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Wed, Apr 28, 2010 - Page 10 News List

S Korea economy beats forecasts in the first quarter


South Korea’s economy grew a faster-than-expected 1.8 percent in the first quarter thanks to a firm export performance and improved domestic demand, the central bank said yesterday.

The quarter-on-quarter rise in GDP was sharply higher than the 0.2 percent increase in the fourth quarter of last year and beat the bank’s prediction earlier this month of 1.6 percent.

Compared with a year earlier, Asia’s fourth-largest economy grew 7.8 percent in the first quarter.

“The [South] Korean economy is on a recovery track. In the first quarter, growth was driven by a balanced contribution from exports, government spending and domestic demand,” said Kim Myung-kee, head of the Bank of Korea’s economic statistics division.


As inventory adjustment wraps up, corporate restocking is expected to support production, Kim said.

Exports rose 3.4 percent quarter-on-quarter in the first quarter after falling 1.5 percent in the fourth quarter. Private spending gained 0.6 percent compared with 0.4 percent.

Capital investment rose 1.5 percent after advancing 5.3 percent in the final quarter of last year, and construction investment rose 0.9 percent after contracting by 0.1 percent three months earlier.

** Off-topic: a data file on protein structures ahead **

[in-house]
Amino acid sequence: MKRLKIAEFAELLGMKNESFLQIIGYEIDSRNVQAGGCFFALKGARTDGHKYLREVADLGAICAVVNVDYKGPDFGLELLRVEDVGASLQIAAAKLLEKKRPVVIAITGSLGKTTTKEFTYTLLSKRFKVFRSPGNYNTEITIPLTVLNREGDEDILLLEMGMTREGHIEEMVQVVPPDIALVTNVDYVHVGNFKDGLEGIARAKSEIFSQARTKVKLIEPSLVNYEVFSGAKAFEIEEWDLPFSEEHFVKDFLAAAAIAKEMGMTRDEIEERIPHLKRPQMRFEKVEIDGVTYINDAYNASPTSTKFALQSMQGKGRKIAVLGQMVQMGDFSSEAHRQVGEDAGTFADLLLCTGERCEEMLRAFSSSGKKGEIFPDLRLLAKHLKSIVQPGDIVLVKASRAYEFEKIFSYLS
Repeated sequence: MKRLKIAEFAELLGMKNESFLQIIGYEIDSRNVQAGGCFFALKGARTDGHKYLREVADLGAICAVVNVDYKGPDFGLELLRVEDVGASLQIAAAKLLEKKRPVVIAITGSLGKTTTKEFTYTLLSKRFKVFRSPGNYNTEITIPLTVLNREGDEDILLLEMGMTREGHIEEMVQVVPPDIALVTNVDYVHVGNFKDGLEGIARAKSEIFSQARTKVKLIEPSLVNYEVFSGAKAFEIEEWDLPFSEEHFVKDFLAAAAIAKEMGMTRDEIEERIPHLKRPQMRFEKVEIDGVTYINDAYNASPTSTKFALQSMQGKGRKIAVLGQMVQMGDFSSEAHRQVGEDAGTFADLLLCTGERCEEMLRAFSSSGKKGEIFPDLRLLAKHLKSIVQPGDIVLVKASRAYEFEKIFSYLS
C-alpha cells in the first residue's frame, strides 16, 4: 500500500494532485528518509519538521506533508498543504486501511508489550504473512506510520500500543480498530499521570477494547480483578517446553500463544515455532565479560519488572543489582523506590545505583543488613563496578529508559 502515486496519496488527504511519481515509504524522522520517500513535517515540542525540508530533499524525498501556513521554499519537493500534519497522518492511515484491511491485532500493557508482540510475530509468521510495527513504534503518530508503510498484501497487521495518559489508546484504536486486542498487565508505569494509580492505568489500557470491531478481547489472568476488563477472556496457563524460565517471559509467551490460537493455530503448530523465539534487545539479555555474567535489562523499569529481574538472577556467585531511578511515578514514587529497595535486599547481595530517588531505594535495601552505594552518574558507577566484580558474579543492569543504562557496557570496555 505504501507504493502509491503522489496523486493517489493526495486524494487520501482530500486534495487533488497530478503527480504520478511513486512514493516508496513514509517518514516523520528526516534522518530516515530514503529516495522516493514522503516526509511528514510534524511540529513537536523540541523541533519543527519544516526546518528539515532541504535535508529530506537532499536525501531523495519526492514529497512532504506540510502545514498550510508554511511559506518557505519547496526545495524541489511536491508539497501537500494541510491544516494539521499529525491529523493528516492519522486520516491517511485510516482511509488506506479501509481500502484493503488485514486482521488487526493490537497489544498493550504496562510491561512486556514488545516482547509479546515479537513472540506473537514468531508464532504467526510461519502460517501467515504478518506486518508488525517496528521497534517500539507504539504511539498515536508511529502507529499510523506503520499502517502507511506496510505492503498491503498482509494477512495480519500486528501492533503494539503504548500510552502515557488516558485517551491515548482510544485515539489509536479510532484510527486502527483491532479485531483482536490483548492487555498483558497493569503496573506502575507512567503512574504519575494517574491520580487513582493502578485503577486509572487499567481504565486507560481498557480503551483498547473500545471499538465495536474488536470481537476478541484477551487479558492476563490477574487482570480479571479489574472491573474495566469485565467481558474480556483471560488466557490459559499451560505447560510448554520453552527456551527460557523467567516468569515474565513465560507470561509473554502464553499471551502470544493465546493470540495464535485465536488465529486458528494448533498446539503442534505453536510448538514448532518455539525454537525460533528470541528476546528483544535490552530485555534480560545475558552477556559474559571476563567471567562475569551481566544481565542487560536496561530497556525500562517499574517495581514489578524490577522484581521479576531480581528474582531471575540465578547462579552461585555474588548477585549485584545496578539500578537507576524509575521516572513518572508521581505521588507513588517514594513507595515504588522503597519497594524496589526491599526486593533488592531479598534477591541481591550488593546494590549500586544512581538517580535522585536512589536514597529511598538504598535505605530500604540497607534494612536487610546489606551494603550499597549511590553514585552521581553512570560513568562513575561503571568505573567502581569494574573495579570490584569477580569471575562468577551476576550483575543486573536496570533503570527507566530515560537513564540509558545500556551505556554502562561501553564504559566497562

The central bank this month raised its full-year growth forecast to 5.2 percent from 4.6 percent. The finance ministry estimates 5 percent.

The strong recovery has fuelled debate about the right time to raise the key interest rate, which has been frozen at a record low of 2 percent for 14 straight months.

Many analysts say an increase is unlikely in the first half. The new central bank governor, Kim Choong-soo, is seen as close to the government, which opposes any early rise.

He has said the bank could consider an increase only after becoming confident that the private sector is making a sustainable recovery.


South Korean Finance Minister Yoon Jeung-hyun also said growth momentum could slow in the second half, but there was no possibility of a “double dip.”

“Though the pace of economic growth for South Korea is expected to moderate a little in the latter part of this year, following earlier sharp growth, the overall expansion trend will likely continue,” he told Yonhap news agency.

“There is no possibility that the economy will fall into a double dip because the economic outlook remains bright, as suggested by many investor banks and think tanks,” he said.

The minister said sluggish employment was a “common agony shared by the world,” but the situation could improve in South Korea in the second half.

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